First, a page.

Social Media Law Update (12/29/11) Sherman, Michelle
Michelle Sherman of Sheppard Mullin Richter & Hampton LLP cites a federal case in the Northern District of California where a mobile news and reviews resource company, PhoneDog, is suing a former employee Noah Kravitz over who owns a Twitter account that was started in association with PhoneDog, and is now being used by Kravitz as his own Twitter account. A key issue drawing attention to the case is who owns a social media account—the employee who posts on it, or the employer on whose behalf the employee was posting. The other issue is what value, if any, can be placed on Twitter followers when social media attracts people who are portable and not “owned” by the social media account.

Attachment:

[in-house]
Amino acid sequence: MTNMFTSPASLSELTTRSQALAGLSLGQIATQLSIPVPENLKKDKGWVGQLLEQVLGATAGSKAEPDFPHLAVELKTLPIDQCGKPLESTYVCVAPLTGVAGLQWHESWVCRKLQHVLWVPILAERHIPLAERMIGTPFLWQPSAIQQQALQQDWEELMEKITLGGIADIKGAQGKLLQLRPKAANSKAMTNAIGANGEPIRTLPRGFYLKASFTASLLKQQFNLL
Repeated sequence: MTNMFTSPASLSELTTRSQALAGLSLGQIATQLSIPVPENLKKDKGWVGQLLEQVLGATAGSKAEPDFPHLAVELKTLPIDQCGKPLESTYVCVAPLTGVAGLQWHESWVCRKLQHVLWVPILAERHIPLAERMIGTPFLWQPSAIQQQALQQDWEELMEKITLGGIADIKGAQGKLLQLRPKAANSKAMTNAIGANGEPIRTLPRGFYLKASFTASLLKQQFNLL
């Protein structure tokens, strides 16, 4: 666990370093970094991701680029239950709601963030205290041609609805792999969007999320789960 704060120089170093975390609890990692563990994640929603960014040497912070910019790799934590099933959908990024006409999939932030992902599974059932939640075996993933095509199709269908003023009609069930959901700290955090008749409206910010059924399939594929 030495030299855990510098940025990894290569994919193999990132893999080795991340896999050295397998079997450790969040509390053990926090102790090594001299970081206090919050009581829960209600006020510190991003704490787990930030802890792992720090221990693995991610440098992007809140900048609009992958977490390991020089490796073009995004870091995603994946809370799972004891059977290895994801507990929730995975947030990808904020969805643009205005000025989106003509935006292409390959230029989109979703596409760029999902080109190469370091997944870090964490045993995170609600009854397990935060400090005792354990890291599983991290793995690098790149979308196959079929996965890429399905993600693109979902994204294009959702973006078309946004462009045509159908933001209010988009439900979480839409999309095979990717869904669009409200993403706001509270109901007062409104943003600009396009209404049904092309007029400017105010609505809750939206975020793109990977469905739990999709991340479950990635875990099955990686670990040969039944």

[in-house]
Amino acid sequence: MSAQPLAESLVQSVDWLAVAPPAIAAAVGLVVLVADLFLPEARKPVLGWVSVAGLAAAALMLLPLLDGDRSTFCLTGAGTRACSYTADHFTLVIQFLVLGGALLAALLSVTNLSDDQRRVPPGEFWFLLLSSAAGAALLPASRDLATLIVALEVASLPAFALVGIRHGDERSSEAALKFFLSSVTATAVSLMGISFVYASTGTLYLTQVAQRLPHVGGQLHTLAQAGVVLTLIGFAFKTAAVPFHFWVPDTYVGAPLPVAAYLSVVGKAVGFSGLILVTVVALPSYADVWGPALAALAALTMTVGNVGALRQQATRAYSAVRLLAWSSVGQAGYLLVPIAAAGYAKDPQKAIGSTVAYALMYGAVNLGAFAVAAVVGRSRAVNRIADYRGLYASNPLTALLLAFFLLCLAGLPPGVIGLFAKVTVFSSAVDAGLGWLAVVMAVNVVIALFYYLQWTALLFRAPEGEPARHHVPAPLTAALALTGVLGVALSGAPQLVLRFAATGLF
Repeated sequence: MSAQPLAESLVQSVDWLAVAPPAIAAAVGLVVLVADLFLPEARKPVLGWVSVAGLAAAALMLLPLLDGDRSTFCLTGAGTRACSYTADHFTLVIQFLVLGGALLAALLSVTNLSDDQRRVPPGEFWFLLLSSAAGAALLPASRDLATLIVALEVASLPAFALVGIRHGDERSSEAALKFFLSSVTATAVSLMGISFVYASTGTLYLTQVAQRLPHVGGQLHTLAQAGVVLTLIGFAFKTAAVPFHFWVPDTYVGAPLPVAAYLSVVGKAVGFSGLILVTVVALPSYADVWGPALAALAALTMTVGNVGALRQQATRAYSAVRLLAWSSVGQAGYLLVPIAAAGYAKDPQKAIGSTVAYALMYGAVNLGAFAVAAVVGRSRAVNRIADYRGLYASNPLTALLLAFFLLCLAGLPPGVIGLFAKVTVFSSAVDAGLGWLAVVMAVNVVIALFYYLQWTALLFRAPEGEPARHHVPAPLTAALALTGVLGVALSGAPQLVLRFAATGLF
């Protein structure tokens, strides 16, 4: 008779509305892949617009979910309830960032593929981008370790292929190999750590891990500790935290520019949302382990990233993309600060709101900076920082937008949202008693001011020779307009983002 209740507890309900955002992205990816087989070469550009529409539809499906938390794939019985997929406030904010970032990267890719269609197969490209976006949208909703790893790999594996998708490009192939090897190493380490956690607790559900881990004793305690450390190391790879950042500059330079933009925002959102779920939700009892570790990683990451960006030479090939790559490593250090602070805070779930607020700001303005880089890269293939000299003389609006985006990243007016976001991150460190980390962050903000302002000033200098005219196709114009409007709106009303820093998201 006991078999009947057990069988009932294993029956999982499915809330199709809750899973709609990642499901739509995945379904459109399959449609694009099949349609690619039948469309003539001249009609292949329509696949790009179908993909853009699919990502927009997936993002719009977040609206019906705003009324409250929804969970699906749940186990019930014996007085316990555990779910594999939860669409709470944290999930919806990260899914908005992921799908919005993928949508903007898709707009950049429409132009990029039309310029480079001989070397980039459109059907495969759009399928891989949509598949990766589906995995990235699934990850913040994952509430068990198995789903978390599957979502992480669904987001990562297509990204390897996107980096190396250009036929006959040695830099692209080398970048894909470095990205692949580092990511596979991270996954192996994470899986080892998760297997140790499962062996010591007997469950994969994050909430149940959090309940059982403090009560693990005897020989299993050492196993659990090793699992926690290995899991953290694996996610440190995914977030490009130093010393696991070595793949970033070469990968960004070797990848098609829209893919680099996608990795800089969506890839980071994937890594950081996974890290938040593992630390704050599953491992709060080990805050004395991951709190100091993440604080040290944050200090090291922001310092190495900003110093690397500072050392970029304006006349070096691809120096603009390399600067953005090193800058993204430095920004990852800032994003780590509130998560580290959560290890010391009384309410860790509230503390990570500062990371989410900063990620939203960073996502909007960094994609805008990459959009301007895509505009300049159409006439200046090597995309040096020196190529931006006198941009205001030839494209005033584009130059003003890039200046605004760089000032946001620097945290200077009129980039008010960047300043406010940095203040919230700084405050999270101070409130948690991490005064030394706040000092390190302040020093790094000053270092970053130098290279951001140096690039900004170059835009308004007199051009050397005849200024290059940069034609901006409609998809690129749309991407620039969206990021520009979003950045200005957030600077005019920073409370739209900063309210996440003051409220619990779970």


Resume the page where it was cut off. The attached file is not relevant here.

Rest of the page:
Sherman says that while PhoneDog “does not enter court with the best of facts in order to decide these larger issues of interest to employers and the social media community … the shortcomings in PhoneDog’s case are instructive in terms of steps employers should take to better demonstrate ownership over their social media sites.” She concludes that in general, companies should to the greatest extent possible register social media accounts in their own names or through a senior marketing person and/or social media manager if the account needs to be in the name of a person. The case also highlights the importance of having an agreement with employees concerning their access and use of social media accounts on behalf of the company, according to Sherman, and ensuring that the agreement clearly spells out the relationship and the parameters for it because some courts will literally interpret agreements with employees.